Researchers from the Centers for Disease Control and Prevention and other US institutions have created an mpox severity scoring system that they say could help clinicians track disease progression and response to treatment and guide researchers in identifying risk factors for severe illness and assessing the effectiveness of therapeutics.
Their evaluation of the MPOX-SSS scoring system was published yesterday in the Journal of Infectious Diseases.
Scores matched clinical observations
The team developed MPOX-SSS during the 2022 multicountry clade IIb mpox outbreak based on seven variables: number of active lesions, anatomic lesion involvement, presence of merged lesions, presence of bacterial superinfection, mucosal involvement, level of care, and need for painkillers.
The researchers then piloted MPOX-SSS through a chart review of 200 mpox patients from June to August 2023 at a single New York City center. The median participant age was 34 years, 99% were men, 96% were men who have sex with men, 38% were Hispanic, 28% were Black, 49% had HIV, 28% were taking HIV preventive drugs, and 57% of patients were taking the antiviral tecovirimat (Tpoxx).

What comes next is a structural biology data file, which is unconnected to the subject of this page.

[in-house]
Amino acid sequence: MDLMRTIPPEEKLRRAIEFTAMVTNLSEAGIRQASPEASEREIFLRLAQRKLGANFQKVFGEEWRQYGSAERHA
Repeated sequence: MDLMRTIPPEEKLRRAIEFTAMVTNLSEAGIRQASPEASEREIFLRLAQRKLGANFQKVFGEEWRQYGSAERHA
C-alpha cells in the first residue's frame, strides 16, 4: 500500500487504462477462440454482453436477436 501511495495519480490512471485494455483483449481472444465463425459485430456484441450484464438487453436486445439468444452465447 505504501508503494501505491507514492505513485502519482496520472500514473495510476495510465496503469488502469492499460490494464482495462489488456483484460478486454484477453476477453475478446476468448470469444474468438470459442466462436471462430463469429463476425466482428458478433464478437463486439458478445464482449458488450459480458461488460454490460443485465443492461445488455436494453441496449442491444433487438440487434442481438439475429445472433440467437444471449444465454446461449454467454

The team tested the association between the scoring system's severity measure and proxy measures expected to correlate with severity, including Tpoxx prescription, CD4 count (indicator of immune function in HIV patients), and treatment after 3 days of illness.
The scoring system's simplicity and ease of use make it suitable for diverse clinical settings, including both resource-limited and well-resourced environments.
MPOX-SSS scores could be calculated retrospectively for 172 patients (86%). Missing data that precluded scoring were lesion number (13%) and presence of merged lesions (7%).
MPOX-SSS produced higher severity scores in Tpoxx recipients, those treated more than 3 days after symptom onset, and those with low CD4 counts. Serial scores matched clinical observations, and MPOX-SSS demonstrated good discrimination, identified changes over time, and generated higher scores in the expected groups.
"The scoring system's simplicity and ease of use make it suitable for diverse clinical settings, including both resource-limited and well-resourced environments," the authors wrote. "Future research is needed to validate the MPOX-SSS in larger, diverse patient populations as well as in circumstances where illness is caused by infection with virus strains other than Clade IIb."